At first, I was reluctant. I felt I’d just be rehashing a story I’d already told. "It’s a great story though," Brian insisted. "Conor sounds like an Irish Nick Drake" – he was referring to the English singer-songwriter who was so painfully shy he couldn’t perform live or even answer his own front door.

Conor's friend and producer Enda Bates outside Tiernan Bros Shop,
Foxford Co. Mayo (Pic: Eoin Butler)

This stopped me in my tracks. I could see how Brian had gotten that impression from my article. But the truth is that Conor was nothing like Nick Drake. Sure, he was humble and sometimes reserved. But he was also affable and outgoing and one of the most loquacious people you could ever meet.

If my article had unintentionally conveyed a false impression, then the forthcoming RTE documentary Conor Walsh: Passing Through, which I made with Sarah Blake, is an attempt to correct the record.

Visiting Swinford last summer, I was struck by what a close and loving family network Conor had around him, how rightfully proud and protective his close friends are of Conor, even after his death, and how beloved Conor was, and still is, by everyone who knew him – which is just about everyone in the town, it turns out.

In the Gateway Hotel, where many of the interviews in the documentary were recorded, the manager Cathal Kelly has renamed one of the biggest reception rooms The Front, in honour of Conor’s first EP.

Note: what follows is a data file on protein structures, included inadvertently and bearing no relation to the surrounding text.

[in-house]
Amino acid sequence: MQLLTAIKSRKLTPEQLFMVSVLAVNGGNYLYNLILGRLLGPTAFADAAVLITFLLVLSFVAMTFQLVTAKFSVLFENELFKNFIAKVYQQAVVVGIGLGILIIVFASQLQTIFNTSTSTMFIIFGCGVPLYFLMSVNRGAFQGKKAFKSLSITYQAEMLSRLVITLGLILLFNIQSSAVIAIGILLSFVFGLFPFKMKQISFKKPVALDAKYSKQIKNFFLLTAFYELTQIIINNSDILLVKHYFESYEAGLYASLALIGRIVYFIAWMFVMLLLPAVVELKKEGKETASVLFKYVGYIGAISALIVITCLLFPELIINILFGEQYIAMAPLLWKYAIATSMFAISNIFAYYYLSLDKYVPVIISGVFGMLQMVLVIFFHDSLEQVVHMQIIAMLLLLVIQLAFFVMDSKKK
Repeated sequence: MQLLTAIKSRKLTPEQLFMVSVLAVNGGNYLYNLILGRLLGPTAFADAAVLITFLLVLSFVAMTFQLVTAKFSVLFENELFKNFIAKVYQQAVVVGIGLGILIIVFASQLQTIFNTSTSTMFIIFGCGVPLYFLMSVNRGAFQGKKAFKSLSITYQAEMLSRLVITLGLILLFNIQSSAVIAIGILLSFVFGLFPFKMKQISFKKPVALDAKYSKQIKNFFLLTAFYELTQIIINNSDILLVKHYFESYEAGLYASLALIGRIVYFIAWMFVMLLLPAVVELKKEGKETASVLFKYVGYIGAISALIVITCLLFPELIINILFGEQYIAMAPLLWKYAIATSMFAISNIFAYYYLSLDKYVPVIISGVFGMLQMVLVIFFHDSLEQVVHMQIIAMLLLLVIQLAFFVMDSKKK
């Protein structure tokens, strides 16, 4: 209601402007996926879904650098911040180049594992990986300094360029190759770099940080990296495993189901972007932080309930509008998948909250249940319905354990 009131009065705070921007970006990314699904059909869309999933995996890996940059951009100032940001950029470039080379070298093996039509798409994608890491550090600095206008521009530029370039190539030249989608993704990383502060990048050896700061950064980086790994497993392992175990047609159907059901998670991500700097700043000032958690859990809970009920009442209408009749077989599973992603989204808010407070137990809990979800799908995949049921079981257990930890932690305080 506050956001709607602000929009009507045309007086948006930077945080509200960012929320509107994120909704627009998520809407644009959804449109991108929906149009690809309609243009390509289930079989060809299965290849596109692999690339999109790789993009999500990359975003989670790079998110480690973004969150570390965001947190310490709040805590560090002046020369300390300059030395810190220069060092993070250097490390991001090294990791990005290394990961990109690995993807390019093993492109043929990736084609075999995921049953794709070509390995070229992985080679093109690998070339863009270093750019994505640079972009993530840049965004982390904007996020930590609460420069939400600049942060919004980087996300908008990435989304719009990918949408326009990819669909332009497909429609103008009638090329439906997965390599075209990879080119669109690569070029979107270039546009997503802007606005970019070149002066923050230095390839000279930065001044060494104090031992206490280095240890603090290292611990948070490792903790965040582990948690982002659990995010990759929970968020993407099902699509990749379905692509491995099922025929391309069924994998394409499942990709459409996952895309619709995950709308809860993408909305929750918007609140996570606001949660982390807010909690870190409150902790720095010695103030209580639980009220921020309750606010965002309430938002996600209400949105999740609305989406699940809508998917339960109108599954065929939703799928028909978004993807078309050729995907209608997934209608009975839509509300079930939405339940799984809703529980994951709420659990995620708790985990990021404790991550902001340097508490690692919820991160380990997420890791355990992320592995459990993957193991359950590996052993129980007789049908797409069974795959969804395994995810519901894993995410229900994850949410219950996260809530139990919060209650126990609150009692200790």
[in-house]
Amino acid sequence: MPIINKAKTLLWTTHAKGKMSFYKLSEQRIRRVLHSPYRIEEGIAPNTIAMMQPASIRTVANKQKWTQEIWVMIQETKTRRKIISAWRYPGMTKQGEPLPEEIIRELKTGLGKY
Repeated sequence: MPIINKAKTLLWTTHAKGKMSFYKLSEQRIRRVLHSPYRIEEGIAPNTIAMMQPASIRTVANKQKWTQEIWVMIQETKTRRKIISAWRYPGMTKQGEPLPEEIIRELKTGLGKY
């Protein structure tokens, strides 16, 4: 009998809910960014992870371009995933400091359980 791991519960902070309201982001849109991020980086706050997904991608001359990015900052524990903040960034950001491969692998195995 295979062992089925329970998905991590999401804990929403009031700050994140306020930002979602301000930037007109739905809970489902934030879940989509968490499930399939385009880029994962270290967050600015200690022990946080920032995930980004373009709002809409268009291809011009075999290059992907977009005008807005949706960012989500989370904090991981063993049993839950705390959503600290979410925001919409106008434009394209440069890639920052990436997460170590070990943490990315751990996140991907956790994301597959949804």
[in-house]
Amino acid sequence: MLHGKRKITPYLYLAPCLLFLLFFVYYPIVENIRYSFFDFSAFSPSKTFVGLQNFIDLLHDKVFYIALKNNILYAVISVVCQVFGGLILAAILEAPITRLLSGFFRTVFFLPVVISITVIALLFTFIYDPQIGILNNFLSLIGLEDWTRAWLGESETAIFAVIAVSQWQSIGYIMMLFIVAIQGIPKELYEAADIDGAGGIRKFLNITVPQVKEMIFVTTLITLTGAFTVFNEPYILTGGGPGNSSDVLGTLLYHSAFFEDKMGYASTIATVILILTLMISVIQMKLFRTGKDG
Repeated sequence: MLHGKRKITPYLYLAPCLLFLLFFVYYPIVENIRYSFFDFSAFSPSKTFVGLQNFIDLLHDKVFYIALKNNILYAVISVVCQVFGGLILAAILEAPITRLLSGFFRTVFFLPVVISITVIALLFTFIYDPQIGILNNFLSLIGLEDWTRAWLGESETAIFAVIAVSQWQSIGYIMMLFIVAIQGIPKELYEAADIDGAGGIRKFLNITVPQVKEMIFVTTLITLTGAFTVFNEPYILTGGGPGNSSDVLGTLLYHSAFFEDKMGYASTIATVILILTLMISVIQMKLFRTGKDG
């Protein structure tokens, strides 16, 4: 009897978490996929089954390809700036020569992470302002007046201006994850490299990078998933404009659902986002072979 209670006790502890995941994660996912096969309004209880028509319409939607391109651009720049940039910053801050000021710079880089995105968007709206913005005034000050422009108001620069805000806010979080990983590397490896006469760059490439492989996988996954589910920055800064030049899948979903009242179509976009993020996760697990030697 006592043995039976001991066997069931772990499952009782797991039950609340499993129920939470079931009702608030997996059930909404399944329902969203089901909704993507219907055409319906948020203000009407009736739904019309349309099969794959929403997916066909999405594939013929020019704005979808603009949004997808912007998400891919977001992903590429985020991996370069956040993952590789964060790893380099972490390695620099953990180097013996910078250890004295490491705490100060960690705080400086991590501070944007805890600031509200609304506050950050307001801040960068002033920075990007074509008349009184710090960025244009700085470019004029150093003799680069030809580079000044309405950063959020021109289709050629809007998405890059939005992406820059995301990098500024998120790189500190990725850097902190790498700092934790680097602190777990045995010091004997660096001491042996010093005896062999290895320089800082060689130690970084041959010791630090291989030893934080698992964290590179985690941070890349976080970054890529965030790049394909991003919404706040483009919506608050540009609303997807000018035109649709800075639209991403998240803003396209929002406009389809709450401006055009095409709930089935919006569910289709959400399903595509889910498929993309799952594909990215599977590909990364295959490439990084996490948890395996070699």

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Making this documentary about a person I had known since childhood, just three years after their passing, was a bittersweet experience. Many times, I bore witness to the truth of a cliché: life goes on.

When Conor's sister Fiona visited me in my mother’s home, her car was creaking under the weight of bags and suitcases. She and her partner were en route to France, where they were starting a new life.

Conor’s friend and sometime collaborator Martin Dyar had just gotten engaged. Lauren Norton, the writer and musician who once had thoughts of sharing an artist’s life with Conor in the west of Ireland, was now a qualified solicitor. When I visited her home in Dublin, she introduced me to her husband and their little baby.

Conor's friend Lauren Norton listening to Conor's album for the first time.
(Pic: Eoin Butler)

Life goes on. Even something that seemed fixed and immoveable, like Louis’ Rock, a favoured fishing spot named after Conor’s grandfather, had been swept away in a flood the previous winter. But the music remains.

When I sat down with Conor’s mother Marie and sister Marianne at their kitchen table, on a Sunday morning, in the family homestead in Ballinisland, the sun was shining. A gusty wind was rattling through the tall surrounding trees down to the salmon-crowded waters of the River Moy.

I remember Marie quoted a line from the musical Oklahoma:

"All the sounds of the earth are like music."

With the seismic events that have unfolded in recent months, it feels as though the earth has turned on its axis many times since we shared that (non-socially distanced) pot of tea. But listening to these recording again in lockdown, many miles from Ballinisland, all the sounds of Mayo are music to my ears!

The documentary is dedicated to the memory of my friend Conor Walsh.

Documentary On One: Conor Walsh – Passing Through, RTÉ Radio 1, Saturday 20th June at 2pm, and Sunday 21st June at 7pm - listen to more from Documentary On One here.